x Abu Dhabi, UAEMonday 24 July 2017

The Woman in the Fifth fails to really engage

While there are certainly things to be admired here, watching the film can feel like the odd experience of seeing very little unravel into even less.

Ethan Hawke stars in The Woman in the Fifth. Jean-Claude Lother
Ethan Hawke stars in The Woman in the Fifth. Jean-Claude Lother

The Woman in the Fifth
Director: Pawel Pawlikowski
Starring: Ethan Hawke, Kristin Scott Thomas, Joanna Kulig
***

It's been eight years since the release of the Polish-born filmmaker Pawel Pawlikowski's arresting drama My Summer of Love, in which he captured the residents of a northern English town bathed in a warm, timeless glow.
But the intervening years have been tough on the director; he was forced to abandon his film The Restraint of Beasts midway through production, an event which coincided with the death of his wife in 2006.
The downbeat psychological thriller The Woman in the Fifth takes place under perpetually grey Parisian skies and follows a character whose story mirrors some of the hardships suffered by the filmmaker.

Adapted by Pawlikowski from Douglas Kennedy's novel of the same name, the multilingual tale follows Tom (Ethan Hawke), a beleaguered American writer and professor who arrives in Paris in the hope of reconnecting with his ex-wife and young daughter. But things don't go well for him.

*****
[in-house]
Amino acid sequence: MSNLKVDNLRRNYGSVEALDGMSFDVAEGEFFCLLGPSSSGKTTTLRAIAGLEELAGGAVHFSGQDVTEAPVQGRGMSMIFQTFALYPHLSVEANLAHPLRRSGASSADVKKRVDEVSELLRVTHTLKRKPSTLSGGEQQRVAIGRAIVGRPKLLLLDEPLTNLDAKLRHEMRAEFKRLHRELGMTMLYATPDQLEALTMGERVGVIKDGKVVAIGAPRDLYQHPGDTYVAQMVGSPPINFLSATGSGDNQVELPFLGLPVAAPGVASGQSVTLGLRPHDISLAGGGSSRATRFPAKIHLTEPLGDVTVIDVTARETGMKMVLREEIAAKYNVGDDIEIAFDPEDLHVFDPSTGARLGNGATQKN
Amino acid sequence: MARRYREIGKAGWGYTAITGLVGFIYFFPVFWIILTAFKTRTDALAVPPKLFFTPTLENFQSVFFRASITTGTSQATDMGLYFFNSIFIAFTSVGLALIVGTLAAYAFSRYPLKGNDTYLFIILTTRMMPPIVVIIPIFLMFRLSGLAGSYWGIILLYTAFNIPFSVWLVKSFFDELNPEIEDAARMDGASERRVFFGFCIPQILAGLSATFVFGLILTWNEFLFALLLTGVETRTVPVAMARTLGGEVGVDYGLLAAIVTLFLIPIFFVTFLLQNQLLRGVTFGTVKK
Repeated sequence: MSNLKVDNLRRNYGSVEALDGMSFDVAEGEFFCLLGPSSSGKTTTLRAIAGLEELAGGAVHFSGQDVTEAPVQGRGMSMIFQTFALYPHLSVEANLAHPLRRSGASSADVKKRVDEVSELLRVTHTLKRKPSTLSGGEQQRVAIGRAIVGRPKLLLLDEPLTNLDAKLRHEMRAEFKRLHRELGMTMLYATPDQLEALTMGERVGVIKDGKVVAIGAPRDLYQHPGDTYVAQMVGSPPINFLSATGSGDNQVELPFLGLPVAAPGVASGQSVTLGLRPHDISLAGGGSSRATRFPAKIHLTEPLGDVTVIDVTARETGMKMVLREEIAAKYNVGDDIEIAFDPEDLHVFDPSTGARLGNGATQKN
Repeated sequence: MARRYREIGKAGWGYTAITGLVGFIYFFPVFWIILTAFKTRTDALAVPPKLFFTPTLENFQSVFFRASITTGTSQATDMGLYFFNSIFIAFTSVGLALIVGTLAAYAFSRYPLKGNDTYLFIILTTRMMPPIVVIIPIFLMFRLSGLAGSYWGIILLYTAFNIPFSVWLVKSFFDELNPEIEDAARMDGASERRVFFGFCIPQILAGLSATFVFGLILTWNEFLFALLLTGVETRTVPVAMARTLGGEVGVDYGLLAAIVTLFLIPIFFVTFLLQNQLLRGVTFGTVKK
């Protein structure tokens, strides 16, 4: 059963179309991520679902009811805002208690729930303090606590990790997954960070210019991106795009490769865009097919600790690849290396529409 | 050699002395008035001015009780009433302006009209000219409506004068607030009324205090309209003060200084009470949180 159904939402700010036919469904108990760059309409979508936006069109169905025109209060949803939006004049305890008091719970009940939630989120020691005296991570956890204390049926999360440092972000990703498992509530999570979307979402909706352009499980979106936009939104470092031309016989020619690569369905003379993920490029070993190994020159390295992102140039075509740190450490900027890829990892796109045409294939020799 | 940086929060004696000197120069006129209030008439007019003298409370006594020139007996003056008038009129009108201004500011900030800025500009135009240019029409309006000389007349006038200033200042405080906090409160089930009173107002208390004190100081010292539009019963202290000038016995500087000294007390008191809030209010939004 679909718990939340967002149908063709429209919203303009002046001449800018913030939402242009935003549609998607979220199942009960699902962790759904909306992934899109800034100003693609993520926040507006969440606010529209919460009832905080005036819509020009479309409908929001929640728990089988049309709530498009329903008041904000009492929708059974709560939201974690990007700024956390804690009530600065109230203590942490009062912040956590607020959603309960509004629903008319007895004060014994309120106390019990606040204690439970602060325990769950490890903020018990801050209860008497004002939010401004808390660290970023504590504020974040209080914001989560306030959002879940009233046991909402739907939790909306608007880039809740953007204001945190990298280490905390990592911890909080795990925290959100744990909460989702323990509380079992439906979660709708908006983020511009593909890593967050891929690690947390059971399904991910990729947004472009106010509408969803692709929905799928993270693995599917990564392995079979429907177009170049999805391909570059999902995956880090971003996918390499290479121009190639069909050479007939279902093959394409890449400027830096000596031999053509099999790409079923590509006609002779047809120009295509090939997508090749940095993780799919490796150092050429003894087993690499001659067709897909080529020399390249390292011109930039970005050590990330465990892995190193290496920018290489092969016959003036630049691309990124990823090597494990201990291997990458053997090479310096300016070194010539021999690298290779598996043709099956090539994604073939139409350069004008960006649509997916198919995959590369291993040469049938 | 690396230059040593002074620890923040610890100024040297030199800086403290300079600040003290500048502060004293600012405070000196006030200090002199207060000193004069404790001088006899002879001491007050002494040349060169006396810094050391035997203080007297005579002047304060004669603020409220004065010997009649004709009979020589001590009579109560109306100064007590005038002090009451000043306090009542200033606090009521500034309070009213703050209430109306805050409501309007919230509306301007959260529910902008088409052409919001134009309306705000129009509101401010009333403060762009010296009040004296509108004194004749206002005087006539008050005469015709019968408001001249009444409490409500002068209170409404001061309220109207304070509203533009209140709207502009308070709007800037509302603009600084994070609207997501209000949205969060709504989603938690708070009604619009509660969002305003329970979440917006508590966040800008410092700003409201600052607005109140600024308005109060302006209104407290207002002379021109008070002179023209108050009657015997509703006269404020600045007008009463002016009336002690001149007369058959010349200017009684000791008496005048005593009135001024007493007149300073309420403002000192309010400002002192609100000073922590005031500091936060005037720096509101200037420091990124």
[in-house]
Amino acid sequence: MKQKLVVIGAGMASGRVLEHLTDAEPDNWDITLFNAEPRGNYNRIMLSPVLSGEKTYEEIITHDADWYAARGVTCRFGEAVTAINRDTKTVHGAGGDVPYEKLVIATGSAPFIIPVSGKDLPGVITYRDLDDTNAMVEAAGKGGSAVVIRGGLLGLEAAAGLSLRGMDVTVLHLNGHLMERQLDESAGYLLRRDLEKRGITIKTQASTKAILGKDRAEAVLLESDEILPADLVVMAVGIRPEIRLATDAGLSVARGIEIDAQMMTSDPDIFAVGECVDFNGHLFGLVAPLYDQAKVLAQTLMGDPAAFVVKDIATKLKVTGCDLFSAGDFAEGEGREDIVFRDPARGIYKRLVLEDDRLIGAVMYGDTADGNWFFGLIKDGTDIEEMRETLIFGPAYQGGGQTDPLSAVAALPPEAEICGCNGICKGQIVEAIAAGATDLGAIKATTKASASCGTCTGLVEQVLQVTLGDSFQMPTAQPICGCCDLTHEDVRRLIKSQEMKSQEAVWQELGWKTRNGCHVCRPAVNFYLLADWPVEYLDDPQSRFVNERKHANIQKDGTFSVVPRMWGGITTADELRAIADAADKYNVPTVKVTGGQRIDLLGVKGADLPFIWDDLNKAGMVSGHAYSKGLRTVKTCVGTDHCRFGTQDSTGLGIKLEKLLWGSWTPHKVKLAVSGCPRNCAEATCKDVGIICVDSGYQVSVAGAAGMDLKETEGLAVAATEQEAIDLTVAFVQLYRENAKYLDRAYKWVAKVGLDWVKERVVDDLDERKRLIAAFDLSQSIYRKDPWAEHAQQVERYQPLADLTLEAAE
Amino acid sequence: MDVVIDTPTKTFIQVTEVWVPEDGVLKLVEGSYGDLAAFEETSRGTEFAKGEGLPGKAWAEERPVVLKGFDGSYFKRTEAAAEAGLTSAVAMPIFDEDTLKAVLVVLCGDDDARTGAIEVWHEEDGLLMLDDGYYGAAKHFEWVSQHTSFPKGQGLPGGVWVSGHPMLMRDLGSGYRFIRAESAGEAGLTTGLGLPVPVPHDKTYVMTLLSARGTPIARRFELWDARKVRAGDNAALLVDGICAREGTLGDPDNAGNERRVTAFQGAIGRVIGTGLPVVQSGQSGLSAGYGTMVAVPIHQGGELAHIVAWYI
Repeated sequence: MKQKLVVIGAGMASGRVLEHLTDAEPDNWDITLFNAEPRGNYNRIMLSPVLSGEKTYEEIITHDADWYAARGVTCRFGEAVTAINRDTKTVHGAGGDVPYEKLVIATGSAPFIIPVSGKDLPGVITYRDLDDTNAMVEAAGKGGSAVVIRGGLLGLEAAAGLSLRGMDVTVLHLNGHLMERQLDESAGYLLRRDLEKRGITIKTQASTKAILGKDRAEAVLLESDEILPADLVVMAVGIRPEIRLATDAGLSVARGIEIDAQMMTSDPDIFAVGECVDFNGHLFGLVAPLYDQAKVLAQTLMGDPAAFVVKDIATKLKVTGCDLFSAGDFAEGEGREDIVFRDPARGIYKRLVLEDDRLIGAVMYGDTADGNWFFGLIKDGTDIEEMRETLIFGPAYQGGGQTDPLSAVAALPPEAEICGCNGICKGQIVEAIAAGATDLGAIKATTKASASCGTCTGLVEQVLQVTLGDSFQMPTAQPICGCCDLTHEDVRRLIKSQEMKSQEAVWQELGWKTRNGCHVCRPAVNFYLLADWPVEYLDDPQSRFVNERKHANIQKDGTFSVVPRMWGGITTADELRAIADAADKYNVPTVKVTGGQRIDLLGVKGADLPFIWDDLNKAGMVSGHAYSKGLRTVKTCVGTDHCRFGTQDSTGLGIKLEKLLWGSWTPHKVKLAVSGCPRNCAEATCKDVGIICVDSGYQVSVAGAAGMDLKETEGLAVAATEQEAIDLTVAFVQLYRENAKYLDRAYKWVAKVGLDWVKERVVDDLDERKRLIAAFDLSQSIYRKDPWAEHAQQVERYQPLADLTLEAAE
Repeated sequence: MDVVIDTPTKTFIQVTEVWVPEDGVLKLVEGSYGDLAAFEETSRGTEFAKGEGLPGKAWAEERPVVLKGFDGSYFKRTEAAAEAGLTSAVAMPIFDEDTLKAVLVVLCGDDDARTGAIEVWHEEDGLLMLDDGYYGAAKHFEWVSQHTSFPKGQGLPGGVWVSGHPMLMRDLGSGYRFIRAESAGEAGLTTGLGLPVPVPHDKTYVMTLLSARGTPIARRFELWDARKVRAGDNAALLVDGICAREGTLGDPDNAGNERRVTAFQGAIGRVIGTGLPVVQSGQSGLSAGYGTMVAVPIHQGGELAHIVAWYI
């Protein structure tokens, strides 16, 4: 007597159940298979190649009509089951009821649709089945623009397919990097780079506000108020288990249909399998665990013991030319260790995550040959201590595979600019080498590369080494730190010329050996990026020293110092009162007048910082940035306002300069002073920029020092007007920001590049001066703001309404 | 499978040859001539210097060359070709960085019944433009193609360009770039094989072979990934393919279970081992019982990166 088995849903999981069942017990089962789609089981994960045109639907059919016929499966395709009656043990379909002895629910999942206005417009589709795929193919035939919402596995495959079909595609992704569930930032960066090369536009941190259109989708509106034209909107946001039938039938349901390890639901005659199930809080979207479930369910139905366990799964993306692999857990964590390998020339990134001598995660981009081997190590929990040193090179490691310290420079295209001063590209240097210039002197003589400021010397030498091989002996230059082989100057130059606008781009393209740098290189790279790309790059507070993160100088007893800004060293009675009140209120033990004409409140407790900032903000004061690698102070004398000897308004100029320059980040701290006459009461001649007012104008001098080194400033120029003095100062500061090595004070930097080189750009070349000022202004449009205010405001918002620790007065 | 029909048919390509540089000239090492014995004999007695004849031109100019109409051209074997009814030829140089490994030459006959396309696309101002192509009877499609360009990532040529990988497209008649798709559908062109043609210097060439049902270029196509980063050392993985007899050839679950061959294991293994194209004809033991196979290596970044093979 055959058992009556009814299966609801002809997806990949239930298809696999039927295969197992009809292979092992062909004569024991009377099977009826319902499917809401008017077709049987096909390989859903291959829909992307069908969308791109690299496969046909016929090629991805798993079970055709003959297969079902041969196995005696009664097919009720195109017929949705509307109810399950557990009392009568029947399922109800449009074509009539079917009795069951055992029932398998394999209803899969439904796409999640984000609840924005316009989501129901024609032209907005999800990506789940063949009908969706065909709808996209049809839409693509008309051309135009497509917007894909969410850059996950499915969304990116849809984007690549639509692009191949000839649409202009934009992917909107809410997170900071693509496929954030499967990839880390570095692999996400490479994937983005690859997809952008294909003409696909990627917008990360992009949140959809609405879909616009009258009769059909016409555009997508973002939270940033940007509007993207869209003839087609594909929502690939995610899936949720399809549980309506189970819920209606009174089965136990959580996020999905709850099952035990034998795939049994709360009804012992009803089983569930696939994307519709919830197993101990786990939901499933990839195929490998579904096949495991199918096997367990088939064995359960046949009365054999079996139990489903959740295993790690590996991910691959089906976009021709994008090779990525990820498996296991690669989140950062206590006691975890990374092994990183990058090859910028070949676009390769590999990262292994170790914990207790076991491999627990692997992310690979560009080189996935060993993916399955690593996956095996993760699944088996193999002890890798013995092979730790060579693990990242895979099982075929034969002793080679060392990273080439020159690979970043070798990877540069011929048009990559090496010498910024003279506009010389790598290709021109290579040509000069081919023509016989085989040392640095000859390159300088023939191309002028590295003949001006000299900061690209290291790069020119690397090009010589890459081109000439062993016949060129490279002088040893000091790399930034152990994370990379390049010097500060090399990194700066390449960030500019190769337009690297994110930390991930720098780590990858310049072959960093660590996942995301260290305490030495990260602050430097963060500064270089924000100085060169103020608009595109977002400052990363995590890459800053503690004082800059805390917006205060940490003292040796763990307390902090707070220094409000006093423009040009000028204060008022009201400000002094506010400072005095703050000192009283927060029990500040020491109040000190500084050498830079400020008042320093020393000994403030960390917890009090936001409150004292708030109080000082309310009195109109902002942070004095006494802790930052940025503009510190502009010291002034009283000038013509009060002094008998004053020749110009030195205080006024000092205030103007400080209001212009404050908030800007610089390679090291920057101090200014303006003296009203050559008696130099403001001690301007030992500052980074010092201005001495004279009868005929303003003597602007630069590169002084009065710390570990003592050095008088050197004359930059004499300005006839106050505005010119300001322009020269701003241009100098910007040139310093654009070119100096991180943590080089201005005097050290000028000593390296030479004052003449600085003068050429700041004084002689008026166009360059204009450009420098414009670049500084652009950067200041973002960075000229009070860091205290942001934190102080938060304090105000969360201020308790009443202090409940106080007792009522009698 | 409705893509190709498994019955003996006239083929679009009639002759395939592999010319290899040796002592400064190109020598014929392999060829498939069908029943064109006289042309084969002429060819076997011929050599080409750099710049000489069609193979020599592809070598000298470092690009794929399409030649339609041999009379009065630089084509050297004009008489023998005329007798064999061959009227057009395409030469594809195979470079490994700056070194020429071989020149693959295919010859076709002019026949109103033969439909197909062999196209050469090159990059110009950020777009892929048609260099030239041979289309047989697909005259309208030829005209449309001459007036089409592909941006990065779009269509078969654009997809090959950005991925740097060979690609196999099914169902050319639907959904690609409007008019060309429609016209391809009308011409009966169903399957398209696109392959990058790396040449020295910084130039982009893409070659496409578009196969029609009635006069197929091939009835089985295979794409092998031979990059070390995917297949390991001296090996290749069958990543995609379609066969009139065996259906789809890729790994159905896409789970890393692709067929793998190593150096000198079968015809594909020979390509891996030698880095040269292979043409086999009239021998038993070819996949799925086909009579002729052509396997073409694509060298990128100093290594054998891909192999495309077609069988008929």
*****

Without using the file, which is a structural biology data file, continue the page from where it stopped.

First, his former partner calls the police, then after falling asleep on a bus, he wakes to discover all his possessions have been taken. Add to this his professional frustrations - Tom, not unlike Pawlikowski, is struggling to follow up to his acclaimed previous work.

To support himself, the writer takes night shifts manning a security station in the suburbs - a job that he suspects is linked to a criminal enterprise. In the very different surroundings of a literary soirée he meets, and is enchanted by, the elegant and mysterious widow Margrit (Kristin Scott Thomas).

But although the two worlds couldn't feel any more distinct to begin with, the lines begin to blur as the weight on Tom's shoulders grows heavier.

The film borrows liberally from Hitchcock and Polanski and, thanks to fine performances, there's hardly a bad scene to be found.

But The Woman in the Fifth ends up feeling like less than the sum of its parts; a thriller that's never sufficiently thrilling and drives towards a conclusion that will be too familiar to most.

While there are certainly things to be admired here - from the former documentary-maker Pawlikowski's confident visual style to the economical plotting - watching the film can feel like the odd experience of seeing very little unravel into even less.

Difficulties in his own life may have helped the director to identify with this story's bereft and frustrated protagonist, but audiences are unlikely to be engaged.